Article from The Sunday Times, November 16 2008
The Sunday Times November 16 2008
YOUR PERSONAL ADVISER: CAREER
Tips to survive when it's time to pack up
1 Handling the emotional shock
Shock and anger usually come immediately after a retrenchment, especially for those who've been with the company for long periods.
'A sudden retrenchment can be quite shocking,' said headhunter Adrian Choo. 'Don't bear the burden alone, keep your family engaged.'
Be honest with your family and let them know of the likely lifestyle changes needed.
Psychiatrist Simon Siew said retrenched high-fliers or sole breadwinners especially may become depressed or question their self-worth.
'Being retrenched is not the end of the world, you'll get through it and there will be jobs available,' said GMP Group CEO Annie Yap.
2 Plan your finances
If you get a large severance package, don't be tempted to splurge on holidays and a car.
'You should save it or spend it on things which will make more money, like shop space to start a business,' said Ms Siti Mastura, who was retrenched in 2004.
Be careful too with taking loans for big-ticket items like houses, cars and consumer electronics.
More importantly, ensure that you have medical coverage, apart from company benefits. The last thing you want is to be jobless and unable to pay sudden medical bills.
3 Get your skills assessed and go for necessary training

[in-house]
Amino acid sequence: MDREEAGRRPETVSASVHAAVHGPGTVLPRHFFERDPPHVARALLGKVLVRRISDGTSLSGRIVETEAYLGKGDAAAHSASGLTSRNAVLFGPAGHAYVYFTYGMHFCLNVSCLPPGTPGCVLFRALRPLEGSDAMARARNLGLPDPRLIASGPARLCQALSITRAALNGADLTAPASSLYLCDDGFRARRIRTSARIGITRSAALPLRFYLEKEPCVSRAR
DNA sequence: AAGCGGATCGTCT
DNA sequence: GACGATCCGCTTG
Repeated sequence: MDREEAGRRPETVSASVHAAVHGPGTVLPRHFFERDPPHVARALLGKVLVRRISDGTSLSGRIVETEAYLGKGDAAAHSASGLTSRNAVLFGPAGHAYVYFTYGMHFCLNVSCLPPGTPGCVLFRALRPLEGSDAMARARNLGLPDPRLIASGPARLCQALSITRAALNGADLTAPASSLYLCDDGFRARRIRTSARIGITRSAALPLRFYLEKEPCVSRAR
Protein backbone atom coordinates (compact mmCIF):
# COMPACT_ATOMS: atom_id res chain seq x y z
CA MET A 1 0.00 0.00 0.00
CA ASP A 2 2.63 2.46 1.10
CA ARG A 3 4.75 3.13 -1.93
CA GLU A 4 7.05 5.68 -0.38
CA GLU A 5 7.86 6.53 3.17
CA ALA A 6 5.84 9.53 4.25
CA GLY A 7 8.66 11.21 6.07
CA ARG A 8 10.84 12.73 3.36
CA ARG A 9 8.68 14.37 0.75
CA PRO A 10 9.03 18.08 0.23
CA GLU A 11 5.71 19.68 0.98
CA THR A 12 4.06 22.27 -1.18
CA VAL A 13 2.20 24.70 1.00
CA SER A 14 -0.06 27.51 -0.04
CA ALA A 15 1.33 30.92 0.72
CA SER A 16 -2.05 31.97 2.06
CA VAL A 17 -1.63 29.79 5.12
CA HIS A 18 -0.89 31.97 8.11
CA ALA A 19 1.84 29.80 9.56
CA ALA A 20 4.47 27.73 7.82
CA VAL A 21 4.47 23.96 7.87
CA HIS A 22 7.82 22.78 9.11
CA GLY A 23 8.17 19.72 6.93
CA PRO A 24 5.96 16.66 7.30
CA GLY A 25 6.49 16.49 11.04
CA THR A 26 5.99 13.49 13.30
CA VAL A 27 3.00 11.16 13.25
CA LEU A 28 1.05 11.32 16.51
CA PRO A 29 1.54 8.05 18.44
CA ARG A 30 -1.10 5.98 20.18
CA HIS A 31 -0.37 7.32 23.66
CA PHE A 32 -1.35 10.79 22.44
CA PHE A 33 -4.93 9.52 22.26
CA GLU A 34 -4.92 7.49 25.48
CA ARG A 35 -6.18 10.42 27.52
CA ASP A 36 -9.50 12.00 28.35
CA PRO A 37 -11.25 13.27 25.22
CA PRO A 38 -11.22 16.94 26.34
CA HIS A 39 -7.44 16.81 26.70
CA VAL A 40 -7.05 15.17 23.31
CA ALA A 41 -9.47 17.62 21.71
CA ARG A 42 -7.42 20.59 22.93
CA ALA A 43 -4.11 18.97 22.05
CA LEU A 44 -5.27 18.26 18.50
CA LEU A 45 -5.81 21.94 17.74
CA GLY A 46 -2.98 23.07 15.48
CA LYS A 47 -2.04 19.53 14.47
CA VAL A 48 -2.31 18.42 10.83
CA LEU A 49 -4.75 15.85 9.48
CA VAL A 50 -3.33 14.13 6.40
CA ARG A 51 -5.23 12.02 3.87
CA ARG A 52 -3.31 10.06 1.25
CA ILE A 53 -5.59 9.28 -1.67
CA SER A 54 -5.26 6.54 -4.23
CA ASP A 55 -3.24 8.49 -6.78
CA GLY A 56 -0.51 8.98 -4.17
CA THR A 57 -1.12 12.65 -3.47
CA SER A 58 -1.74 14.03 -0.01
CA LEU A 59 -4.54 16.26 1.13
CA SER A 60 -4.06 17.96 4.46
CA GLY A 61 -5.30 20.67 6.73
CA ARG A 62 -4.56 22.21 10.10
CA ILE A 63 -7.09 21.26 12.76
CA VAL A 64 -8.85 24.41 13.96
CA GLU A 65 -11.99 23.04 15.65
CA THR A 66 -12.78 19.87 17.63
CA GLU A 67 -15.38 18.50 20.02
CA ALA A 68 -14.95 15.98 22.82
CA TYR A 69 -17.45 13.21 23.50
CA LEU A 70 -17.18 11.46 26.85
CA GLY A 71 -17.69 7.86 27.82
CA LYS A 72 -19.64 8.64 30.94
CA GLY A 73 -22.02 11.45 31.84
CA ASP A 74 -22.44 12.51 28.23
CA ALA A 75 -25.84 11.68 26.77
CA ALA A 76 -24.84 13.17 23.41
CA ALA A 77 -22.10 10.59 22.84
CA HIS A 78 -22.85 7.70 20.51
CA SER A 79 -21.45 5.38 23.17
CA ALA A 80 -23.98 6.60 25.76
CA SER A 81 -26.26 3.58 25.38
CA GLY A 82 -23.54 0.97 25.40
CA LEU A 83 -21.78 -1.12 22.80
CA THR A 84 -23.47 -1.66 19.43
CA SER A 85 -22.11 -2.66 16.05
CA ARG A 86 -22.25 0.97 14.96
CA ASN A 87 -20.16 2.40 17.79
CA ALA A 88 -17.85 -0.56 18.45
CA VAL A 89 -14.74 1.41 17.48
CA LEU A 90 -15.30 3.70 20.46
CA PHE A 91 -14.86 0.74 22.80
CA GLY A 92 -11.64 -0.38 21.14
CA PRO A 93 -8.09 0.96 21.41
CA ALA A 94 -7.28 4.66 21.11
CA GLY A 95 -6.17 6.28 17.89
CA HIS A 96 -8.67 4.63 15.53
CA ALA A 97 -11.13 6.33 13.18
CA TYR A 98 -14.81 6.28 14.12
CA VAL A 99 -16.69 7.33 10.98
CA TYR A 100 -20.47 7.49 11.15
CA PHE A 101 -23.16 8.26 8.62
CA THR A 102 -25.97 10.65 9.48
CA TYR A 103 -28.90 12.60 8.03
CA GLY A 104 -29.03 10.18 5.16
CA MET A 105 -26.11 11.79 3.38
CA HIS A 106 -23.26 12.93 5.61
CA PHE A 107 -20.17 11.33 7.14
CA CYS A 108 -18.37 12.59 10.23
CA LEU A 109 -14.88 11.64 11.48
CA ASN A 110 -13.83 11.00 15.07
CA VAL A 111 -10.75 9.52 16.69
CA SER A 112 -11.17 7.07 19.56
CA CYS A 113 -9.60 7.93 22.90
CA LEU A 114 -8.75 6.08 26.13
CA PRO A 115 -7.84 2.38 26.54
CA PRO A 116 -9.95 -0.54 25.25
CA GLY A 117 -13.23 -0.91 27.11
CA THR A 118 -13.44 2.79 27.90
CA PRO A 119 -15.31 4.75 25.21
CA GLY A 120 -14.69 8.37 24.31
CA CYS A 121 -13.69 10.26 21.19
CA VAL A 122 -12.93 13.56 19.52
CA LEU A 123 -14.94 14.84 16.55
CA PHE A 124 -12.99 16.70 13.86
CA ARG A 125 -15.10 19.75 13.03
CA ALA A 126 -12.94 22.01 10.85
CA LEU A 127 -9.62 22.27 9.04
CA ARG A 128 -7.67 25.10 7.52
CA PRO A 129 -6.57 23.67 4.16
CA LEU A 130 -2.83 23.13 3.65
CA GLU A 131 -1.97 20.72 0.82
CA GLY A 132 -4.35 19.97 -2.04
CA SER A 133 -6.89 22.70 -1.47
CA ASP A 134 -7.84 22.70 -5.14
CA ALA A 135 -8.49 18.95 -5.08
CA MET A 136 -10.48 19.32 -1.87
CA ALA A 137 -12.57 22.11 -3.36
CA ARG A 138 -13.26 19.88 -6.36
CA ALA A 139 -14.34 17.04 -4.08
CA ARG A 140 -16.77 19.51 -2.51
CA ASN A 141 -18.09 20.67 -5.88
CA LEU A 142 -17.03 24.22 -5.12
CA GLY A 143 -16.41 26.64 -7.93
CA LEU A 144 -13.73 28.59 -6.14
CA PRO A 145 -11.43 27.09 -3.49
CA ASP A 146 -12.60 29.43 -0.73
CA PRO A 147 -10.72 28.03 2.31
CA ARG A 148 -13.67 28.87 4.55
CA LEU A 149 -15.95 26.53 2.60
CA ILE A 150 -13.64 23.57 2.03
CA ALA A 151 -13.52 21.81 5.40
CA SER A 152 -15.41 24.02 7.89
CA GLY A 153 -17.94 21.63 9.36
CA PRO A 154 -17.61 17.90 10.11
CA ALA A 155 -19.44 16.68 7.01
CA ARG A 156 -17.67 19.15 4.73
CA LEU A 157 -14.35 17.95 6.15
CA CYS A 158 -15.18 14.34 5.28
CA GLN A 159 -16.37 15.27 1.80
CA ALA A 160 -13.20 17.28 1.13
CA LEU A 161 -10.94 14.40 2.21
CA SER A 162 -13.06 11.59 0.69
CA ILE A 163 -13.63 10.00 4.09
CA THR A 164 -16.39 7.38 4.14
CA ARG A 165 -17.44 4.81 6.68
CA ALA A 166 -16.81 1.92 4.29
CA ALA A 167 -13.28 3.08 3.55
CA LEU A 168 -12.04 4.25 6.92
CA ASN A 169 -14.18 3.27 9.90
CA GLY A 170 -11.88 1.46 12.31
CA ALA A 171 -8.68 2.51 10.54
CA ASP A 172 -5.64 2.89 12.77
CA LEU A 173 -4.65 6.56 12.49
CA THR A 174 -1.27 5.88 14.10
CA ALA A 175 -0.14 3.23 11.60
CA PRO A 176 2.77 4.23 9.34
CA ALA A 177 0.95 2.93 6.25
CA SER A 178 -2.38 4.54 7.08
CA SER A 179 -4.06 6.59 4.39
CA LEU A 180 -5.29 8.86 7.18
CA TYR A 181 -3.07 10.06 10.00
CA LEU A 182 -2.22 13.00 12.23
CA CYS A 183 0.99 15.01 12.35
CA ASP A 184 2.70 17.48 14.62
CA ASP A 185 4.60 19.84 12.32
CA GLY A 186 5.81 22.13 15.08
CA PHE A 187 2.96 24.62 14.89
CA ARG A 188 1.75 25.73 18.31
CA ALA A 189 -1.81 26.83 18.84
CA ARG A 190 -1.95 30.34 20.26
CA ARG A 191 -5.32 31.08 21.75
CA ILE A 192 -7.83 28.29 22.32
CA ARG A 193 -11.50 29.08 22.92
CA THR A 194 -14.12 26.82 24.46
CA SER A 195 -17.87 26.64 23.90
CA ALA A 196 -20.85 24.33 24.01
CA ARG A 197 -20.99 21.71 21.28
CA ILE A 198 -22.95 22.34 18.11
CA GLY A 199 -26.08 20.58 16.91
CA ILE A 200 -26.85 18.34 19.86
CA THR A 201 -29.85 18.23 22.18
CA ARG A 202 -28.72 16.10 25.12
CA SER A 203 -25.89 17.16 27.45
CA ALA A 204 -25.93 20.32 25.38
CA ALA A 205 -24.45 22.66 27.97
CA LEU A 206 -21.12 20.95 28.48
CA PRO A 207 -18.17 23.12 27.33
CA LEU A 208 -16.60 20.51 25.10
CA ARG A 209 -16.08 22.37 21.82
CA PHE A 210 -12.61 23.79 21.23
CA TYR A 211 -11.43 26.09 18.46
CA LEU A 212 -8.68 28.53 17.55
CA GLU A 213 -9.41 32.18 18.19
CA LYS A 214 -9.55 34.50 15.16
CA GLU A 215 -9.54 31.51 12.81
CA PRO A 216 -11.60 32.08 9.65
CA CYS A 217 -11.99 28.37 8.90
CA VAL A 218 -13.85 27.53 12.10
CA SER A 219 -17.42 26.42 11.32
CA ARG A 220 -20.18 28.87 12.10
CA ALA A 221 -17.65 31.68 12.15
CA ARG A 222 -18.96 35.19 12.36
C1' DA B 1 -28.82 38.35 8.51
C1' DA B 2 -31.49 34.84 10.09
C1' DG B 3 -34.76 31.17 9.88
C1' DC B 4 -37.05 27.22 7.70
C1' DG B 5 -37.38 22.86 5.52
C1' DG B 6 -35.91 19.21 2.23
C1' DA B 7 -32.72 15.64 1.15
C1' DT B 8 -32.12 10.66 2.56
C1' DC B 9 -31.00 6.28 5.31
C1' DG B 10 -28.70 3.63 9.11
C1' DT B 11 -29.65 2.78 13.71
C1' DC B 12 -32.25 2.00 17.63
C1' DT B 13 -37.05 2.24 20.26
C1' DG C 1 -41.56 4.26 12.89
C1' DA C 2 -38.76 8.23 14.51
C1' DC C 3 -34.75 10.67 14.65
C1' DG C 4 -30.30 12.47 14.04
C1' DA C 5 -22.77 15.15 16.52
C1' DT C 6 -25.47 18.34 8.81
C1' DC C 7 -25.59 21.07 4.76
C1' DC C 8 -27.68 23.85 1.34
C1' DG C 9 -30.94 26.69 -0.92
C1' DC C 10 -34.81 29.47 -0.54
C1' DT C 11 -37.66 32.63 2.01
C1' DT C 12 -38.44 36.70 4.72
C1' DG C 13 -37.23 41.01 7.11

By assessing the skills you currently possess, you can decide which new skills you will need to land a new job.
Singapore Manufacturers Federation president Renny Yeo said: 'The economy is changing tremendously. The only way to stay relevant is to retrain to suit the needs of new industries.'
Job-seekers can approach the Community Development Councils, the Singapore Professionals' and Executives' Cooperative at the Singapore Human Resources Institute and the National Trades Union Congress (NTUC) to get their skills assessed and to find suitable training regarding skills, interviews and resumes.
Ms Yap said: 'It is fine to say you were retrenched on your resume so that you are not perceived as dishonest.
'Retrenchment is very common right now and not performance- related, so it does not reflect badly.'
4 Stay positive
Those retrenched should give themselves six months to a year to find a new job.
'It's very important to stay connected with friends and ex-colleagues to network and to stay positive,' said Ms Yap.
NTUC deputy secretary-general Heng Chee How advised those retrenched to be proactive and seek help from the NTUC and Workforce Development Agency to source for jobs across sectors.
Expect to have to go for multiple interviews before being offered a job. 'Don't get dispirited; employers can sense your low morale,' said Mr Choo.
5 Be flexible
It's highly possible for those retrenched to have to reinvent themselves and to find work in another industry.
'People must accept the change and do what's best when it comes to survival,' said outplacement specialist Paul Heng. 'There will be jobs; it just depends on how flexible and adaptable people are.'
Added Mr Chai Choo Sah, who was retrenched one month ago and now works in a different industry: 'At the job interviews, there were only landscaping and security jobs available though I was previously a storekeeper.
'You just have to get the relevant training and take whatever job you can get.' Those retrenched should also be prepared for a pay cut.
'You have to be open-minded. The cut may be only temporary and you should be able to catch up in one year,' said Ms Yap.
Paul Heng, Founder
NeXT Career Consulting Group, Asia